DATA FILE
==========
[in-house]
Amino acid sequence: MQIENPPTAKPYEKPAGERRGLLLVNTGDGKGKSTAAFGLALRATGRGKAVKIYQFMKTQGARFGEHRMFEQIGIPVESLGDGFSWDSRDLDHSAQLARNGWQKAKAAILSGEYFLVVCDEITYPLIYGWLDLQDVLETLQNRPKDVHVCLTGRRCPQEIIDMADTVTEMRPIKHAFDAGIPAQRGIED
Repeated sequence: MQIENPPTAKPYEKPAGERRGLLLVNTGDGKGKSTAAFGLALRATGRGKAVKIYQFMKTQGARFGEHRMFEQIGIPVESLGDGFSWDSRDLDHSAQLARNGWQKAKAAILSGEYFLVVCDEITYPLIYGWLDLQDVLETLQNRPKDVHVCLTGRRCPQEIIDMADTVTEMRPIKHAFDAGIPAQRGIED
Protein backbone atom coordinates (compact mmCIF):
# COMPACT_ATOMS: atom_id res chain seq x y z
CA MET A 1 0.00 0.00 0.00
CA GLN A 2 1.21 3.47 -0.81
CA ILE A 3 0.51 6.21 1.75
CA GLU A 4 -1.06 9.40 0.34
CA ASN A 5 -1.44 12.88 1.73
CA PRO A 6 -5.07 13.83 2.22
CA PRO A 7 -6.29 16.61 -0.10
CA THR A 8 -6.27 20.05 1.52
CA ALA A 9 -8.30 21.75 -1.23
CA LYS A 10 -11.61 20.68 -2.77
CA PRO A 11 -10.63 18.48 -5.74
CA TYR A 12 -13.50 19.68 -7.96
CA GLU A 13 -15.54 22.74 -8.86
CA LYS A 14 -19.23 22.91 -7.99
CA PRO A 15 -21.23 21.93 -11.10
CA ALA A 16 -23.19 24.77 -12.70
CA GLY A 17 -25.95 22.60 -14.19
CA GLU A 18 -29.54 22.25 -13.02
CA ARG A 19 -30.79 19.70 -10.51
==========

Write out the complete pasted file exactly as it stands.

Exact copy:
[in-house]
Amino acid sequence: MQIENPPTAKPYEKPAGERRGLLLVNTGDGKGKSTAAFGLALRATGRGKAVKIYQFMKTQGARFGEHRMFEQIGIPVESLGDGFSWDSRDLDHSAQLARNGWQKAKAAILSGEYFLVVCDEITYPLIYGWLDLQDVLETLQNRPKDVHVCLTGRRCPQEIIDMADTVTEMRPIKHAFDAGIPAQRGIED
Repeated sequence: MQIENPPTAKPYEKPAGERRGLLLVNTGDGKGKSTAAFGLALRATGRGKAVKIYQFMKTQGARFGEHRMFEQIGIPVESLGDGFSWDSRDLDHSAQLARNGWQKAKAAILSGEYFLVVCDEITYPLIYGWLDLQDVLETLQNRPKDVHVCLTGRRCPQEIIDMADTVTEMRPIKHAFDAGIPAQRGIED
Protein backbone atom coordinates (compact mmCIF):
# COMPACT_ATOMS: atom_id res chain seq x y z
CA MET A 1 0.00 0.00 0.00
CA GLN A 2 1.21 3.47 -0.81
CA ILE A 3 0.51 6.21 1.75
CA GLU A 4 -1.06 9.40 0.34
CA ASN A 5 -1.44 12.88 1.73
CA PRO A 6 -5.07 13.83 2.22
CA PRO A 7 -6.29 16.61 -0.10
CA THR A 8 -6.27 20.05 1.52
CA ALA A 9 -8.30 21.75 -1.23
CA LYS A 10 -11.61 20.68 -2.77
CA PRO A 11 -10.63 18.48 -5.74
CA TYR A 12 -13.50 19.68 -7.96
CA GLU A 13 -15.54 22.74 -8.86
CA LYS A 14 -19.23 22.91 -7.99
CA PRO A 15 -21.23 21.93 -11.10
CA ALA A 16 -23.19 24.77 -12.70
CA GLY A 17 -25.95 22.60 -14.19
CA GLU A 18 -29.54 22.25 -13.02
CA ARG A 19 -30.79 19.70 -10.51